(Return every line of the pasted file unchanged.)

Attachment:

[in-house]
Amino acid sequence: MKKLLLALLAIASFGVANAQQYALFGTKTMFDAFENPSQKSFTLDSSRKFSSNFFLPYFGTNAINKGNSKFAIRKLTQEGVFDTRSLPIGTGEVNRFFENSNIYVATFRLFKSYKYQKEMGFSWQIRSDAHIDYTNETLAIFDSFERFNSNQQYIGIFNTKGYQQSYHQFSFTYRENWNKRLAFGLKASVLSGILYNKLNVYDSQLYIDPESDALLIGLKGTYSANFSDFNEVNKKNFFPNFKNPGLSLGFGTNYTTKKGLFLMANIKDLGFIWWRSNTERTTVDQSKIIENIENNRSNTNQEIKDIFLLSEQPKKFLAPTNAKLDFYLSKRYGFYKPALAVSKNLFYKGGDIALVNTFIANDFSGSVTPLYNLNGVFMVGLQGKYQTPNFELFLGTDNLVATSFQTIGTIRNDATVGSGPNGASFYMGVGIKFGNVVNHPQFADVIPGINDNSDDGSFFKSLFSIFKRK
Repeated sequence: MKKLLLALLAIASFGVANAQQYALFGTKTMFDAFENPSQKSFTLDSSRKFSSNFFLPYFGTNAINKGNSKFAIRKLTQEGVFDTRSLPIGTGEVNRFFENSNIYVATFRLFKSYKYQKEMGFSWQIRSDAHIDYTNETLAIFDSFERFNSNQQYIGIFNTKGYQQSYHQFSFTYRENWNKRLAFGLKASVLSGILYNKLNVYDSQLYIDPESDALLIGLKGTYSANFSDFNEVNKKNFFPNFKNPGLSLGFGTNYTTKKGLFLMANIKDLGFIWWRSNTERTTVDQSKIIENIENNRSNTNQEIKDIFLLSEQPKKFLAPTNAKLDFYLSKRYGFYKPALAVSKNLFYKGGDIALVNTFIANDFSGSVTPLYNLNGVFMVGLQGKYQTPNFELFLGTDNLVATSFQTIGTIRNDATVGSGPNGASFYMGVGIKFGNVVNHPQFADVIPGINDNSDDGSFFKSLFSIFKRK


[in-house]
Amino acid sequence: MKKLLLALLAIASFGVANAQQYALFGTKTMFDAFENPSQKSFTLDSSRKFSSNFFLPYFGTNAINKGNSKFAIRKLTQEGVFDTRSLPIGTGEVNRFFENSNIYVATFRLFKSYKYQKEMGFSWQIRSDAHIDYTNETLAIFDSFERFNSNQQYIGIFNTKGYQQSYHQFSFTYRENWNKRLAFGLKASVLSGILYNKLNVYDSQLYIDPESDALLIGLKGTYSANFSDFNEVNKKNFFPNFKNPGLSLGFGTNYTTKKGLFLMANIKDLGFIWWRSNTERTTVDQSKIIENIENNRSNTNQEIKDIFLLSEQPKKFLAPTNAKLDFYLSKRYGFYKPALAVSKNLFYKGGDIALVNTFIANDFSGSVTPLYNLNGVFMVGLQGKYQTPNFELFLGTDNLVATSFQTIGTIRNDATVGSGPNGASFYMGVGIKFGNVVNHPQFADVIPGINDNSDDGSFFKSLFSIFKRK
Repeated sequence: MKKLLLALLAIASFGVANAQQYALFGTKTMFDAFENPSQKSFTLDSSRKFSSNFFLPYFGTNAINKGNSKFAIRKLTQEGVFDTRSLPIGTGEVNRFFENSNIYVATFRLFKSYKYQKEMGFSWQIRSDAHIDYTNETLAIFDSFERFNSNQQYIGIFNTKGYQQSYHQFSFTYRENWNKRLAFGLKASVLSGILYNKLNVYDSQLYIDPESDALLIGLKGTYSANFSDFNEVNKKNFFPNFKNPGLSLGFGTNYTTKKGLFLMANIKDLGFIWWRSNTERTTVDQSKIIENIENNRSNTNQEIKDIFLLSEQPKKFLAPTNAKLDFYLSKRYGFYKPALAVSKNLFYKGGDIALVNTFIANDFSGSVTPLYNLNGVFMVGLQGKYQTPNFELFLGTDNLVATSFQTIGTIRNDATVGSGPNGASFYMGVGIKFGNVVNHPQFADVIPGINDNSDDGSFFKSLFSIFKRK